The following abbreviations are used throughout the site: -

ACDactual closure date – this is the standard term for most closures, reflecting what happened in practice, whether ‘official’ or otherwise and will follow the ‘on and from’ principle explained above.

TCDtemporary closure date – used in cases where lines were temporarily closed for whatever reason, (e.g. wartime economy measures, fuel or industrial crisis, flooding), usually followed by

ROreopening – date on which passenger services were resumed, or

OCDofficial closure date – the date recorded ‘on paper’ for administrative and/or legal purposes to ratify an earlier temporary closure or instances where lines had fallen out of passenger use for various reasons.

CL - closed - at risk of complicating matters further, this is used where lines have closed and then reopened for a variety of reasons, but where it is unclear if the closure was intended to be temporary. This is particularly the case where lines and their parent companies, often in their early years, struggled financially. 

LTRlast train ran - denotes the last date a passenger service operated. As noted above, this is not normally used to record a closure date but is used in conjunction with an ACD or OCD. An exception would be the rare instance of the cessation of seasonal dated trains over a section of line that never had a regular timetabled passenger service.

 

6. Stations Closed

This column lists all stations on the section of line closed. Where no date is shown the station closed on the same day as the line of route. Earlier closure dates are shown in brackets.

Where a junction station closed at the same time as the route in question, this has been included for completeness.

I have linked those stations that feature in the excellent Disused Stations website where much more detailed information can be obtained.

Again, please note closed stations on sections of line that are still open to passenger services are not included on this website, except in cases where lines have been closed and subsequently reopened to passenger traffic.

 

7. Service(s) Operated and Timetable Reference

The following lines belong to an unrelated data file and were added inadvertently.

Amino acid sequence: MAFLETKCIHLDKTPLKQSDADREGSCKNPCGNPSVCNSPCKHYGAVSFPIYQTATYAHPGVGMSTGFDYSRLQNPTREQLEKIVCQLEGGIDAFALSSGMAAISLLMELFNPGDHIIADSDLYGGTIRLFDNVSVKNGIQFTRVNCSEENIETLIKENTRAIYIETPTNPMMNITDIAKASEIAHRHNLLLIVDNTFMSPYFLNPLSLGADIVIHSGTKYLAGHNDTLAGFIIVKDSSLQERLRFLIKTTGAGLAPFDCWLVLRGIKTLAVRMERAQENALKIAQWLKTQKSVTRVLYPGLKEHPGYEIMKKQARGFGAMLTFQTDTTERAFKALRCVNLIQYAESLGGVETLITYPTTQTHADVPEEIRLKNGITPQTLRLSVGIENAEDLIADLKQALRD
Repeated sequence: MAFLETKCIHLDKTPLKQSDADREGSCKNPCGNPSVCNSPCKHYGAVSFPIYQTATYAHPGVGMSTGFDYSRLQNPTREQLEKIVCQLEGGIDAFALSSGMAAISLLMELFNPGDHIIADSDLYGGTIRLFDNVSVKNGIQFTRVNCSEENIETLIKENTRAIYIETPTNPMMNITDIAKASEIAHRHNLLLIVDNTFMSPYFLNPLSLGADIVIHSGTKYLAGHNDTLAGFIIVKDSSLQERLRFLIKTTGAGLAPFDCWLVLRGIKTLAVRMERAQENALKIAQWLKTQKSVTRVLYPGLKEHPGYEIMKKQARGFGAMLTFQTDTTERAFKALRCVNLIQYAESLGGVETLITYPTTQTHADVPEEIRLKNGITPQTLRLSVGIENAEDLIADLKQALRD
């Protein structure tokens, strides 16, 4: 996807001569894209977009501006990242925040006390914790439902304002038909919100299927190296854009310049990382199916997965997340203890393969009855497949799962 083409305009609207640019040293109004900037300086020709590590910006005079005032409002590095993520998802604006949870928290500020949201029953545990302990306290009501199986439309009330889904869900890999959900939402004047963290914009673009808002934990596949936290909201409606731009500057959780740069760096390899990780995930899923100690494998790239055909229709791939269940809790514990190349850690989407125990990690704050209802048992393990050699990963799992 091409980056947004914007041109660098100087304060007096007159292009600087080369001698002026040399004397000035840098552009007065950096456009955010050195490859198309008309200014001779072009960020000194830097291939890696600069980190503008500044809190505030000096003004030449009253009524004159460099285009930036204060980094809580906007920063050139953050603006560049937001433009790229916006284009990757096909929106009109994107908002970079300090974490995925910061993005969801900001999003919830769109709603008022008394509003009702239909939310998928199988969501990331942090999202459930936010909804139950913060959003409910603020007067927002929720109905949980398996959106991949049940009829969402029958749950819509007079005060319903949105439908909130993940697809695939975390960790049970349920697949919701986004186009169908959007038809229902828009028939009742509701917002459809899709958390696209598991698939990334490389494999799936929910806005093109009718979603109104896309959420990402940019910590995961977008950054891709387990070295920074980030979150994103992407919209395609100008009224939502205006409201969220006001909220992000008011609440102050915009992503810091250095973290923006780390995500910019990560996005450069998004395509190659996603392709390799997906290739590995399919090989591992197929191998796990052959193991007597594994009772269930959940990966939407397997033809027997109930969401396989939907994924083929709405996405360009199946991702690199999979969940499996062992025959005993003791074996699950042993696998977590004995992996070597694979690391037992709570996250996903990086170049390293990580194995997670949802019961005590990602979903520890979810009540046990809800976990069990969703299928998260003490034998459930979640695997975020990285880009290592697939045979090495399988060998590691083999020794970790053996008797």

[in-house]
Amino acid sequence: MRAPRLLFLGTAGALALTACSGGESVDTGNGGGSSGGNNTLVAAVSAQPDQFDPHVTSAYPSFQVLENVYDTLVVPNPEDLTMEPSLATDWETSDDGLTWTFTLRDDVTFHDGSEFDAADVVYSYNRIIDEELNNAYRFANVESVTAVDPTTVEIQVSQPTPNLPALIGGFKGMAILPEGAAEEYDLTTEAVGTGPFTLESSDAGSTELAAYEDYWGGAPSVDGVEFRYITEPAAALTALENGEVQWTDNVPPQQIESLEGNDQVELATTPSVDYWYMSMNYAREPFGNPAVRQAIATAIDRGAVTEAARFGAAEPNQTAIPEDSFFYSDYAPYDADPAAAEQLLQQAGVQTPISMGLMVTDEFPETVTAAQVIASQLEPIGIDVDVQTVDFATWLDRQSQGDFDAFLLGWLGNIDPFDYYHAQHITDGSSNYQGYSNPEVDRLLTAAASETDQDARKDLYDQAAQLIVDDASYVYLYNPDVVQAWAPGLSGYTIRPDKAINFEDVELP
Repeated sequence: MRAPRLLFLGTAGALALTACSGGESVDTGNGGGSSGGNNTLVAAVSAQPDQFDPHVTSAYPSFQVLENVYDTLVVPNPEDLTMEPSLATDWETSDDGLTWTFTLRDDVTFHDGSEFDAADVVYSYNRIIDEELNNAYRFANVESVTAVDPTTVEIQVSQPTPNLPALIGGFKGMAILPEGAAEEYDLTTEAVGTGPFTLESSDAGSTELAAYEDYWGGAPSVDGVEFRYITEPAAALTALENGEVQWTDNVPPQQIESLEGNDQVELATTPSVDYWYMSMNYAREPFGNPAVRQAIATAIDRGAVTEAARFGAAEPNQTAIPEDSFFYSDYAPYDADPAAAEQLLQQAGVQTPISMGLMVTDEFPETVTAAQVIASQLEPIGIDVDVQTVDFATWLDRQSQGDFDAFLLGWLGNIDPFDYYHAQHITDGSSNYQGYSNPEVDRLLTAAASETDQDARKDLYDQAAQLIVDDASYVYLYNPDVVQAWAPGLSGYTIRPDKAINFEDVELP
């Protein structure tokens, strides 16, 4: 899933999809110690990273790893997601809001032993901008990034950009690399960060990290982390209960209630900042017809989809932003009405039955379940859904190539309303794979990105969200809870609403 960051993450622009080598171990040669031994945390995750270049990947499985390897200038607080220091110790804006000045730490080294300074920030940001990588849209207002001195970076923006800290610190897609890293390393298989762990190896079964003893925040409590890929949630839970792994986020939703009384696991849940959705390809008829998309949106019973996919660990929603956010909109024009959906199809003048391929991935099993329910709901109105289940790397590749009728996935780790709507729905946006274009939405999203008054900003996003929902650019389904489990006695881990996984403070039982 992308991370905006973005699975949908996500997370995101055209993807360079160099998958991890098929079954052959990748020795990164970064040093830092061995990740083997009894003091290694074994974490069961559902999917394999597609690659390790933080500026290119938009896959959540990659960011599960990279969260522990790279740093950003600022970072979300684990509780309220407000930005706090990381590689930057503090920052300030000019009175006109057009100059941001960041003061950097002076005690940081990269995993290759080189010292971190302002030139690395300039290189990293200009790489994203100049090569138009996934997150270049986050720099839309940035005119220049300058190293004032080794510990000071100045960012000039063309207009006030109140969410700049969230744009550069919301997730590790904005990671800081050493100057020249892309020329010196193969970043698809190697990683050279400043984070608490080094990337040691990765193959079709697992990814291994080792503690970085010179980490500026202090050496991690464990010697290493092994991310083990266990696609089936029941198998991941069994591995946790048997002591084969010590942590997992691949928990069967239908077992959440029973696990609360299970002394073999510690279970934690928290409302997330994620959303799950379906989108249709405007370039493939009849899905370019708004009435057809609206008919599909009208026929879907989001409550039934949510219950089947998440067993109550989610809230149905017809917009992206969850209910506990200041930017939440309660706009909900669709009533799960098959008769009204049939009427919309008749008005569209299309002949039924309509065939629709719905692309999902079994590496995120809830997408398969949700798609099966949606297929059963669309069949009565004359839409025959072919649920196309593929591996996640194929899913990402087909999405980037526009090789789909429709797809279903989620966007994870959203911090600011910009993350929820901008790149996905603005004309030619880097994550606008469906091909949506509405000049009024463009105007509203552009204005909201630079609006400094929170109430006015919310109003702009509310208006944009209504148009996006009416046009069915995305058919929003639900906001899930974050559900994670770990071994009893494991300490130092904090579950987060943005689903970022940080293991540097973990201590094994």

The service operating at, or as near as possible to the time of closure is recorded. 

Principle services are recorded covering originating and destination stations, not necessarily, of course, on the line in question being closed. Where a multiplicity of (usually) dated seasonal trains from/to a variety of stations were operating, for simplicity these may be summarised as “various”.

The timetable reference refers to the actual timetable from which the service is quoted. B refers to Bradshaws followed by the number of that particular edition and the date.

 

8. Cobb Atlas Reference

The map references follow the Ordnance Survey National Grid practice of Easting followed by Northing.

As access to the Cobb atlas is likely to be far from universal, I have decided to also show the OS map grid references. These will be added as time permits. 

 

9. Present Status

This records the present physical state of the section of line under five headings:-

Dismantled - where the section of line has been disposed of since closure. This would include removal of track and signalling equipment, change of ownership and use, through to 'returning to nature' or complete demolition.

Disused - where a section of line has been closed but left largely intact, often pending disposal or a decision on future use, including reopening.

Freight - where a section of line continues in use for freight traffic, also including departmental use, test tracks etc. and diversionary passenger traffic.

Reopened - where a line has been reopened for regular timetabled passenger services.

Preserved - where a line has been reopened as a preserved, 'heritage' railway.